A Qantas aircraft travelling from Dubai to London was forced to return to Dubai International Airport an hour into the flight after reporting engine problems, it was reported.
A Qantas Airbus A380-800, registration VH-OQL performing flight QF-9 from Dubai to London Heathrow, with 347 passengers, was climbing out of Dubai's runway 30R when the crew stopped the climb at FL060 reporting problems with engine #3 (inboard right hand, Trent 972), The Aviation Herald reported.
“The aircraft returned to Dubai for a safe landing on runway 30L about one hour after departure... A replacement Airbus A380-800 registration VH-OQI reached London with a delay of 14.5 hours,” the report added.
The incident, which occurred on March 28, is more bad news for the Australian carrier, which last month posted a record $235m half-year loss.
Describing the result as unacceptable, CEO Alan Joyce announced a $2bn cost reduction program through to the end of 2017 with 5,000 jobs to be axed, route cuts and more than 50 aircraft deferred or sold.
Earlier this month, Emirates president Tim Clark also expressed his disappointment with Qantas’ dedication to the alliance the two carriers signed in March last year.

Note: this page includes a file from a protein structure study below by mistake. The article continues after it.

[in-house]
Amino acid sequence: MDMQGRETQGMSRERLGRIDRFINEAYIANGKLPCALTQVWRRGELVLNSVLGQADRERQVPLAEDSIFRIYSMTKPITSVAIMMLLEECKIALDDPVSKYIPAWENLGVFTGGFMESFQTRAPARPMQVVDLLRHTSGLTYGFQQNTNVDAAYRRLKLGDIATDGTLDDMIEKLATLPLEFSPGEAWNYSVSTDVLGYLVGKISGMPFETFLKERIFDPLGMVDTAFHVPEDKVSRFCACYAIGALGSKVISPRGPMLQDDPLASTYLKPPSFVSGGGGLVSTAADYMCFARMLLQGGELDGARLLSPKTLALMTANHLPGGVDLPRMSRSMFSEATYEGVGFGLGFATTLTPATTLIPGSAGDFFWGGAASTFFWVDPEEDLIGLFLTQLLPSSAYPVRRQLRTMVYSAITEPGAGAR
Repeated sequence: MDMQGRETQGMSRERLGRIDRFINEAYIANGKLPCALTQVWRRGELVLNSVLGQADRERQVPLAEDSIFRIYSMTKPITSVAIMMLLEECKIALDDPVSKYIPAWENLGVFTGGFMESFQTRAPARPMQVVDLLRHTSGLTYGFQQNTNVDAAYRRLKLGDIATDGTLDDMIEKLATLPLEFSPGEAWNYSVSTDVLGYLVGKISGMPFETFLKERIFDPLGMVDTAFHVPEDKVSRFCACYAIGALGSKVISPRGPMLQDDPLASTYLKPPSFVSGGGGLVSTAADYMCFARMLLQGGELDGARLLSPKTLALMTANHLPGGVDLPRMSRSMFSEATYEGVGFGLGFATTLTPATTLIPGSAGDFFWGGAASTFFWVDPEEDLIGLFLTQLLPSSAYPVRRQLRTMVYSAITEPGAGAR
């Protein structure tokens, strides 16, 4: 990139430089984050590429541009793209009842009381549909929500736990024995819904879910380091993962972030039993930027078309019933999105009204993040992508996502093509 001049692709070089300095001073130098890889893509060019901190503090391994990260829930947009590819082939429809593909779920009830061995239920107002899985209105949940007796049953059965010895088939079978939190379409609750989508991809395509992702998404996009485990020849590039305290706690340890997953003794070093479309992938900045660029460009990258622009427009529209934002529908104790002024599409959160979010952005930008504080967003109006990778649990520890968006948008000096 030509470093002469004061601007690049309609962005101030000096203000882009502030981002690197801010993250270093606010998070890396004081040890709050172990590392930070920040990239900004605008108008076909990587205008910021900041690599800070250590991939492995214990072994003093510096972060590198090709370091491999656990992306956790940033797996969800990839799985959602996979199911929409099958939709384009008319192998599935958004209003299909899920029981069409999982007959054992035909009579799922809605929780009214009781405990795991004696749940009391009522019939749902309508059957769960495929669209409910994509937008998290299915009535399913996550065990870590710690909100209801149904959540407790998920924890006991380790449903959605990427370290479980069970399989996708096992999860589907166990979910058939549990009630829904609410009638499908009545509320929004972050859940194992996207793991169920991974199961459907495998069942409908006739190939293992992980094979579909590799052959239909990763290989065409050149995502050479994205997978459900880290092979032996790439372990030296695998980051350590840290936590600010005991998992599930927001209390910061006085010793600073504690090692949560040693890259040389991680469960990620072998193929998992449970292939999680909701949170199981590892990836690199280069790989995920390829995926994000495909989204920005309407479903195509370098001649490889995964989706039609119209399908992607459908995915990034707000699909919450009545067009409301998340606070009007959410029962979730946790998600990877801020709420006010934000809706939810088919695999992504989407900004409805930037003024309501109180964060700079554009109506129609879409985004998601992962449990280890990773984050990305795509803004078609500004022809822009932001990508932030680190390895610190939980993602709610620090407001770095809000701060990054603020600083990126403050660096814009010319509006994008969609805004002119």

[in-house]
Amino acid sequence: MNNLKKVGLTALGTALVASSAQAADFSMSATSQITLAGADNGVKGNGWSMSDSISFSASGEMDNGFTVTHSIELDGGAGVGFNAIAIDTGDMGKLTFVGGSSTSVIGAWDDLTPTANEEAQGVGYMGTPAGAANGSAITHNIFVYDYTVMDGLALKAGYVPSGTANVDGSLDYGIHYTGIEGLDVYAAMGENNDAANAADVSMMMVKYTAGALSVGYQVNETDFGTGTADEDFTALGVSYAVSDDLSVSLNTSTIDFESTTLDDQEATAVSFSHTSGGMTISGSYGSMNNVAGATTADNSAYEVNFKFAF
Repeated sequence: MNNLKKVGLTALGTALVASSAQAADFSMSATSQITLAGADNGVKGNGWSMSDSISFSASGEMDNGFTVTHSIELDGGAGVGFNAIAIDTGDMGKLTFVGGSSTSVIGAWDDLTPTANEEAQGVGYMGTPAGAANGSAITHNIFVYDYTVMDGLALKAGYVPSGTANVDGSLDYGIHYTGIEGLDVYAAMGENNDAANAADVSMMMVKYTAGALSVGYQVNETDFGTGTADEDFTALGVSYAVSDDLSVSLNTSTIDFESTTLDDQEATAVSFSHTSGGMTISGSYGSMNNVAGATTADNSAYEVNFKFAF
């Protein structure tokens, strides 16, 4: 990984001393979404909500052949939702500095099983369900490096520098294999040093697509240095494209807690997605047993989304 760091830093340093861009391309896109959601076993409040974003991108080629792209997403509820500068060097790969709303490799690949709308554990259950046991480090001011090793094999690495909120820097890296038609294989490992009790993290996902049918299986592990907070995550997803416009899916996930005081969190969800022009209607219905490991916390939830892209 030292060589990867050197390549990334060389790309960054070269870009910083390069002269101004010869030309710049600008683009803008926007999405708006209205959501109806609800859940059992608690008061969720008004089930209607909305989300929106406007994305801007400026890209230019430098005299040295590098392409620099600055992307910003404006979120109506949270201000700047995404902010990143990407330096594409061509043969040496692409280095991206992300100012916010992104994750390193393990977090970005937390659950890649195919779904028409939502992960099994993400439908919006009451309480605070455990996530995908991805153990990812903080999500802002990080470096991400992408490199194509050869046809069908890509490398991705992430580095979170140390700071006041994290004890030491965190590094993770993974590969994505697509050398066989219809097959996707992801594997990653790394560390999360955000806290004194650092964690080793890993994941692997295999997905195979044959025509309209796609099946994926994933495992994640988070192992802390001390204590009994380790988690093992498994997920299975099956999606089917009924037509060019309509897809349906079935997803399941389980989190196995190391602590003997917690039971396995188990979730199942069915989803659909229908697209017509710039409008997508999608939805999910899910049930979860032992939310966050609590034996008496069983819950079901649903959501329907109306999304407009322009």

Clark told London newspaper The Telegraph Joyce had been forced to focus on his airline’s dire financial situation in the past year to the detriment of the Emirates partnership, which had been a lower priority.
“It hasn’t helped that they [Qantas] have had problems. When that happens to a relatively small group, there are other things that fall slightly by the wayside,” Clark was quoted as saying.
“I’m not saying for a moment that Alan has let our relationship between the two companies and the endgame ... slip, it’s just that he has got quite a tough situation on his hands.”
Clark said in December the alliance would not be deepened by Emirates bailing out Qantas.
He was in Sydney earlier this month for what he described as “our first get-together of any real flesh” since the partnership was launched, The Telegraph said.
Emirates has traditionally avoided alliances but Clark denied the Qantas partnership had been a negative change strategy.
“The partnership is doing what we thought it would do,” Clark said.
“Dubai has been a beneficiary. We’ve had many Australian tourists – 260,000 in the last 10 or 11 months have stopped over in Dubai.”
The airlines announced last year that international passenger traffic between Dubai and Australia rose 40 percent in the first six months of the partnership.